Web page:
“What God has joined together, let no man separate”

As if we needed another reason to ignore people who claim to have received visions and special revelations from God, this article adds yet another: Pat Robertson Says Alzheimer’s Makes Divorce OK. When a viewer asked Pat Robertson what advice he should give a friend who had started seeing another woman because his wife has Alzheimer’s, he responded: “I know it sounds cruel, but if he’s going to do something, he should divorce her and start all over again, but make sure she has custodial care and somebody looking after her.”

When I married Dixie, I made vows to her and to God that I would take her as my lawfully wedded wife, “to have and to hold from this day forward, for better for worse, for richer for poorer, in sickness and in health, to love and to cherish, till death us do part, according to God’s holy ordinance.” Did that mean that our time together would always be trouble free? Of course not. The very vows taken are a reminder that along with the better is the worse, along with the richer is the poorer, along with the health is the sickness, etc. Christian marriage is an “until death do us part” commitment that a man and a woman make depending upon the grace of God to leave family, cleave to one another, and become one flesh.

As a son who watched his father care for his mother as her mind began to slip away, I realize that such care is draining and difficult, but I also realize that such care is one of the reasons why two people marry in the first place: to be there when they are needed most. I often read Ecclesiastes 4:9-12 at a wedding. It is not specifically about marriage, but the principle is very true for a husband and a wife: “Two are better than one, because they have a good reward for their toil. For if they fall, one will lift up his fellow. But woe to him who is alone when he falls and has not another to lift him up! Again, if two lie together, they keep warm, but how can one keep warm alone? And though a man might prevail against one who is alone, two will withstand him – a threefold cord is not quickly broken.” (Ecclesiastes 4:9-12)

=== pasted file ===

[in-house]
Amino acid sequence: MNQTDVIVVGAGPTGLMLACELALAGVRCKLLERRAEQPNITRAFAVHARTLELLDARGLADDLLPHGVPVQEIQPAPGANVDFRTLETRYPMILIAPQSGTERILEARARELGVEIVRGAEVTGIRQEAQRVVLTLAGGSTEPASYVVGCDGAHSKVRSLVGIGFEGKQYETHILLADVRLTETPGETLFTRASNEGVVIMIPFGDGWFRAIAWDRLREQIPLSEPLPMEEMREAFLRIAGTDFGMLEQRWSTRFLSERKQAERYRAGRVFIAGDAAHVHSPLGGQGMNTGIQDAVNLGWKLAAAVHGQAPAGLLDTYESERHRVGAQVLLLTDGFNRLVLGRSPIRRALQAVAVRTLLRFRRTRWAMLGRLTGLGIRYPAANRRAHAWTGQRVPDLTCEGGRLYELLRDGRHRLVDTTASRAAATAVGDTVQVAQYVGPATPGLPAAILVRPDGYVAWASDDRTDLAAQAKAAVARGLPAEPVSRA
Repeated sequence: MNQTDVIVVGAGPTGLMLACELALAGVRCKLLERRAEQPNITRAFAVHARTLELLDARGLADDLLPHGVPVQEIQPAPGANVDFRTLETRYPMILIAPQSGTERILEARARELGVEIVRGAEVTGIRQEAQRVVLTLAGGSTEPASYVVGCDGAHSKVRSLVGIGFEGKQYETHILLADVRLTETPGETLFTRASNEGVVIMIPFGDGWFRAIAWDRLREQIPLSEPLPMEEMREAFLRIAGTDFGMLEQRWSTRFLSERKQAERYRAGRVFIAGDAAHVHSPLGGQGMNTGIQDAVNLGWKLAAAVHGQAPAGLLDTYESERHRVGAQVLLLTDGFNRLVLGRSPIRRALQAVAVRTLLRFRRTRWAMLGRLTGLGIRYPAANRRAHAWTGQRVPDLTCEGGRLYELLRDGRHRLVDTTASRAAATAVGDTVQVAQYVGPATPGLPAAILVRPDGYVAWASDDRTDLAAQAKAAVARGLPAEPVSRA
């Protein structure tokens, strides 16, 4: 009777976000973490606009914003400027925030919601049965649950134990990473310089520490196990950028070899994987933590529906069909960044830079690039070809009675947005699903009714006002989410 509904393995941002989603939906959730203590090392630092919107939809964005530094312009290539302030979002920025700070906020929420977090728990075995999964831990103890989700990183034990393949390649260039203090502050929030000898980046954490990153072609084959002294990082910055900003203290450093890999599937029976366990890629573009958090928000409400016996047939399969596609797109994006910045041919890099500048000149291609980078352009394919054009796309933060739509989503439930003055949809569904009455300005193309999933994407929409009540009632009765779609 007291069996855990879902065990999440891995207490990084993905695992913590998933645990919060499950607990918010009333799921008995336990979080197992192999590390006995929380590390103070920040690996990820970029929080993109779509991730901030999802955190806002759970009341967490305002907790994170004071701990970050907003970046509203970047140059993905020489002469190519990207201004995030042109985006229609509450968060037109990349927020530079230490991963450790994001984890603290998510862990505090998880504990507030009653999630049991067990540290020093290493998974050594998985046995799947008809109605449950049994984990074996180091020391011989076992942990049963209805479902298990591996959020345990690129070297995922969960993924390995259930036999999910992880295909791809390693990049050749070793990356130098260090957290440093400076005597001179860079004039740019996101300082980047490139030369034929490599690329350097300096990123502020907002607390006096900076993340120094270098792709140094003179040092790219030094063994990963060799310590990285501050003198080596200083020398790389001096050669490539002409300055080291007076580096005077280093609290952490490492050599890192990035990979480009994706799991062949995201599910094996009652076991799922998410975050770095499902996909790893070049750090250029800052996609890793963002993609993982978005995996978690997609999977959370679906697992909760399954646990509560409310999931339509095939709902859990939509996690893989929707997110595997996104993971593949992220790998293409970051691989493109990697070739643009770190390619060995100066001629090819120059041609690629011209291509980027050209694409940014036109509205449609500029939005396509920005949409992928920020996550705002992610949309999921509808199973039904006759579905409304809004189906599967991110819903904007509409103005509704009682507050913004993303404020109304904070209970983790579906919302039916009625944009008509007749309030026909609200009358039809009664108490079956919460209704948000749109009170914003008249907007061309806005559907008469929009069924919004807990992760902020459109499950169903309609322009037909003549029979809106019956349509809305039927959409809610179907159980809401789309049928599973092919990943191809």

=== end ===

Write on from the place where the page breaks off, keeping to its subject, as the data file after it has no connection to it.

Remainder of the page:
One should always turn to God’s Word when asking such questions about divorce. God is very specific when it comes to divorce, and the Westminster Confession of Faith lays out clearly the Biblical position in Chapter XXIV: “Although the corruption of man be such as is apt to study arguments unduly to put asunder those whom God hath joined together in marriage: yet, nothing but adultery, or such willful desertion as can no way be remedied by the church, or civil magistrate, is cause sufficient of dissolving the bond of marriage.” As Jesus commanded: “What therefore God has joined together, let no man separate,” (Matthew 19:6) no matter what Pat Robertson says.

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Tuesday Hymns: “Holy God, We Praise Your Name”

Today’s Tuesday Hymn, Holy God, We Praise Your Name, is based on the ancient hymn, Te Deum, which has been traditionally ascribed to Ambrose and Augustine at Augustine’s baptism in the 4th century. To quote that great reformer, Martin Luther (at the top of “Pilate’s Stairs” in Rome), “Who can know if it is so?